Napolitano: Cybersecurity issues remain unresolved
Homeland Security Secretary Napolitano acknowledged on Tuesday that her department is still exploring how best to coordinate the government's response to cybersecurity threats, saying several critical issues remain unresolved, such as how to interact with the Defense Department and work with private companies.
"We need to be looking at [cybersecurity] not from a traditional standpoint of how we do law and order, but how we need to do it in a new and evolving world," Napolitano said during the keynote speech at a cybersecurity conference hosted by the Secret Service.
"We need to be thinking outside our traditional boxes. We need to be thinking ahead," Napolitano said, adding that her department was not properly organized to deal with cybersecurity when she took it over in January. "We need to be recruiting and training investigators who only do this kind of work. That is where we are headed within the Department of Homeland Security and, indeed, within the United States Secret Service."
She said the Obama administration is working through how the department will interact with the Pentagon's new cyber command.
"I'm going to be open to suggestions about how best we do that," she said. "The obvious Washington way is to have some sort of joint committee or joint liaisons where some people, perhaps, are located on each side. But there may be better ways and if you have a suggestion I'm open to them but those are the kind of things we're looking at."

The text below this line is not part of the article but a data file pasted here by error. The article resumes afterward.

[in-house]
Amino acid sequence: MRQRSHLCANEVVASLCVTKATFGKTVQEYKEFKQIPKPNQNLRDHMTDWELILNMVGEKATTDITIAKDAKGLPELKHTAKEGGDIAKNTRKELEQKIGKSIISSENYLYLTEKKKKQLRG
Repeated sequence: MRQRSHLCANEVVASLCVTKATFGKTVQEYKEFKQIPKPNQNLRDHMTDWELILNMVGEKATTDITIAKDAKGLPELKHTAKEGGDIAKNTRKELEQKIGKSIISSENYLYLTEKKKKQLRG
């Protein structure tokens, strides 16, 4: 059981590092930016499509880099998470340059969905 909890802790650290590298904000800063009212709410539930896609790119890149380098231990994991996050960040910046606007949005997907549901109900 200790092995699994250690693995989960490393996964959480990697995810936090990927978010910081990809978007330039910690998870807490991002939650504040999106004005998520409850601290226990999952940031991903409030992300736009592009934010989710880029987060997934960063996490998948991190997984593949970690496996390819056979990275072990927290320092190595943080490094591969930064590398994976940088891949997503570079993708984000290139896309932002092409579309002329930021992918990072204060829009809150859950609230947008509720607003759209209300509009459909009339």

At one point, she solicited recommendations on the issue from a conference attendee. The attendee said the best way to interact would probably be an integrated center. "That's what we're looking at," Napolitano said.
But she quickly noted privacy concerns created by having the military involved in protecting U.S. civilian networks.
"That's why I haven't really come to a conclusion about how do we share without raising the specter that the Department of Defense is somehow going to be spying on civilian computers in the United States," she said. "That's what we're working our way through."
She cited several other unresolved issues. "First of all, we need to confront how we really engage our partners. More than just having a conference, what are our actual plans for working together?" Napolitano asked. "How are we going to share intelligence from the government to the private sector and back in real time so that it is useful?"
"How are we going to grow, recruit and retain experts or cyber cops?" she added. "In other words, where are the personnel going to come from who are going to help us in this effort?"
Napolitano observed that the federal government does not have a major research and development program for civilian cybersecurity efforts. She also noted that the department is seeking public recommendations on cybersecurity efforts through the Quadrennial Homeland Security Review, which is due to Congress in December.